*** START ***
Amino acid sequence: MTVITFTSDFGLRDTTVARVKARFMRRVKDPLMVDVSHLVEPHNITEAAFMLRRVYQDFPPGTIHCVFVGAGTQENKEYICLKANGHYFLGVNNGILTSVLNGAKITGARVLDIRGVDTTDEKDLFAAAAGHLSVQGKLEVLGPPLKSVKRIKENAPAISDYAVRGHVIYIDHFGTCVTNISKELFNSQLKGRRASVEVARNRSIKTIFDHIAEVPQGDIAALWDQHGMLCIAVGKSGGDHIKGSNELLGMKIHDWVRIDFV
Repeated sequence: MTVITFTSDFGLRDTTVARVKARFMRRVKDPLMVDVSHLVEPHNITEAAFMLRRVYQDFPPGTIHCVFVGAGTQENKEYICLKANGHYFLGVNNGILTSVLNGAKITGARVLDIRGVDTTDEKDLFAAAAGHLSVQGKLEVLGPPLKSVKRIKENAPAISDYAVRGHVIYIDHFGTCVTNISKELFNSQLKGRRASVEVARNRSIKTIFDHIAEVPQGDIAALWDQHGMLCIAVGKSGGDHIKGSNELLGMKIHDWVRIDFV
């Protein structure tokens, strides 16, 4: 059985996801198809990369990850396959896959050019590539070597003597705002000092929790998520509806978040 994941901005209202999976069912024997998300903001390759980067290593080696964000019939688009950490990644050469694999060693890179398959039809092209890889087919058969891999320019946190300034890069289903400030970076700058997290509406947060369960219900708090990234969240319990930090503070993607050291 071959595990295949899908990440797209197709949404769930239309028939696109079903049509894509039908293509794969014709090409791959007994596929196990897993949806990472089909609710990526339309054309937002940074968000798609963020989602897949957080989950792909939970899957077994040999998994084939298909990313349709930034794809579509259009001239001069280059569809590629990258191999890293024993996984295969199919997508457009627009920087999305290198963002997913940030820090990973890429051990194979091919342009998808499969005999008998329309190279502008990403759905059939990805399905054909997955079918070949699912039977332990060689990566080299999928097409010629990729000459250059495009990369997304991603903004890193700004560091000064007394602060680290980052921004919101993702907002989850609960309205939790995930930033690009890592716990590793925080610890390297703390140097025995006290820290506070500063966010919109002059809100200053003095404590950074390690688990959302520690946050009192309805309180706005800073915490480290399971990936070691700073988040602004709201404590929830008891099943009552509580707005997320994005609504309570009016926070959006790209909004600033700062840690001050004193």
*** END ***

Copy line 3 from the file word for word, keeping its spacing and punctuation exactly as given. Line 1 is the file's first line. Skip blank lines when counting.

């Protein structure tokens, strides 16, 4: 059985996801198809990369990850396959896959050019590539070597003597705002000092929790998520509806978040 994941901005209202999976069912024997998300903001390759980067290593080696964000019939688009950490990644050469694999060693890179398959039809092209890889087919058969891999320019946190300034890069289903400030970076700058997290509406947060369960219900708090990234969240319990930090503070993607050291 071959595990295949899908990440797209197709949404769930239309028939696109079903049509894509039908293509794969014709090409791959007994596929196990897993949806990472089909609710990526339309054309937002940074968000798609963020989602897949957080989950792909939970899957077994040999998994084939298909990313349709930034794809579509259009001239001069280059569809590629990258191999890293024993996984295969199919997508457009627009920087999305290198963002997913940030820090990973890429051990194979091919342009998808499969005999008998329309190279502008990403759905059939990805399905054909997955079918070949699912039977332990060689990566080299999928097409010629990729000459250059495009990369997304991603903004890193700004560091000064007394602060680290980052921004919101993702907002989850609960309205939790995930930033690009890592716990590793925080610890390297703390140097025995006290820290506070500063966010919109002059809100200053003095404590950074390690688990959302520690946050009192309805309180706005800073915490480290399971990936070691700073988040602004709201404590929830008891099943009552509580707005997320994005609504309570009016926070959006790209909004600033700062840690001050004193």